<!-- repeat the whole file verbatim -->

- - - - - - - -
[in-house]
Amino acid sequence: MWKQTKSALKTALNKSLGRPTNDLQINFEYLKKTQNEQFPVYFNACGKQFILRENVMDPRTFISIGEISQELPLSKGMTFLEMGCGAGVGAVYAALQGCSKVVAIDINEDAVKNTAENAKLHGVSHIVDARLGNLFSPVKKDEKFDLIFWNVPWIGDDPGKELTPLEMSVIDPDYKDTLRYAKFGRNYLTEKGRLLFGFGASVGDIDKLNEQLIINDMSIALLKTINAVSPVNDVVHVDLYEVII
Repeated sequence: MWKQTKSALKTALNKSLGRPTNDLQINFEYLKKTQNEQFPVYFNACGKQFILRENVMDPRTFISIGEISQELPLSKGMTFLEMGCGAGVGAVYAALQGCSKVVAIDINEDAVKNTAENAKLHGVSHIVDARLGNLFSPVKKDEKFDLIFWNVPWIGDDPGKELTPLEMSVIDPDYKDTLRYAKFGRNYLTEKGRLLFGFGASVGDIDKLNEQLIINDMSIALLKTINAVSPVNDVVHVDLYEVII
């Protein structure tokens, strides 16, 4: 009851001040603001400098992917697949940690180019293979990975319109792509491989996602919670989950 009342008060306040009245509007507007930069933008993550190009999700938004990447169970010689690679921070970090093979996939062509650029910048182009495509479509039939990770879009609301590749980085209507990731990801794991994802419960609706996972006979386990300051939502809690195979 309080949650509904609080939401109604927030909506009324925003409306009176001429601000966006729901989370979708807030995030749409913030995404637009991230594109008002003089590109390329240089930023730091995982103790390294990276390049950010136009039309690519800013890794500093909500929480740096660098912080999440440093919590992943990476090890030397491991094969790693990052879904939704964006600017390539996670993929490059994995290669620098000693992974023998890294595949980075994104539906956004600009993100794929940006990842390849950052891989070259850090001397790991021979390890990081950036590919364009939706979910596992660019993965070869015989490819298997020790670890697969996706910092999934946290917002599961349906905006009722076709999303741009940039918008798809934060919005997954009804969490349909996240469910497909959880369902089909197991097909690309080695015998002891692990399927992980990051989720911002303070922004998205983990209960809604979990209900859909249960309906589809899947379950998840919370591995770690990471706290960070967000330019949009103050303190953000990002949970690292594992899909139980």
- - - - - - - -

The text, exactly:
[in-house]
Amino acid sequence: MWKQTKSALKTALNKSLGRPTNDLQINFEYLKKTQNEQFPVYFNACGKQFILRENVMDPRTFISIGEISQELPLSKGMTFLEMGCGAGVGAVYAALQGCSKVVAIDINEDAVKNTAENAKLHGVSHIVDARLGNLFSPVKKDEKFDLIFWNVPWIGDDPGKELTPLEMSVIDPDYKDTLRYAKFGRNYLTEKGRLLFGFGASVGDIDKLNEQLIINDMSIALLKTINAVSPVNDVVHVDLYEVII
Repeated sequence: MWKQTKSALKTALNKSLGRPTNDLQINFEYLKKTQNEQFPVYFNACGKQFILRENVMDPRTFISIGEISQELPLSKGMTFLEMGCGAGVGAVYAALQGCSKVVAIDINEDAVKNTAENAKLHGVSHIVDARLGNLFSPVKKDEKFDLIFWNVPWIGDDPGKELTPLEMSVIDPDYKDTLRYAKFGRNYLTEKGRLLFGFGASVGDIDKLNEQLIINDMSIALLKTINAVSPVNDVVHVDLYEVII
């Protein structure tokens, strides 16, 4: 009851001040603001400098992917697949940690180019293979990975319109792509491989996602919670989950 009342008060306040009245509007507007930069933008993550190009999700938004990447169970010689690679921070970090093979996939062509650029910048182009495509479509039939990770879009609301590749980085209507990731990801794991994802419960609706996972006979386990300051939502809690195979 309080949650509904609080939401109604927030909506009324925003409306009176001429601000966006729901989370979708807030995030749409913030995404637009991230594109008002003089590109390329240089930023730091995982103790390294990276390049950010136009039309690519800013890794500093909500929480740096660098912080999440440093919590992943990476090890030397491991094969790693990052879904939704964006600017390539996670993929490059994995290669620098000693992974023998890294595949980075994104539906956004600009993100794929940006990842390849950052891989070259850090001397790991021979390890990081950036590919364009939706979910596992660019993965070869015989490819298997020790670890697969996706910092999934946290917002599961349906905006009722076709999303741009940039918008798809934060919005997954009804969490349909996240469910497909959880369902089909197991097909690309080695015998002891692990399927992980990051989720911002303070922004998205983990209960809604979990209900859909249960309906589809899947379950998840919370591995770690990471706290960070967000330019949009103050303190953000990002949970690292594992899909139980």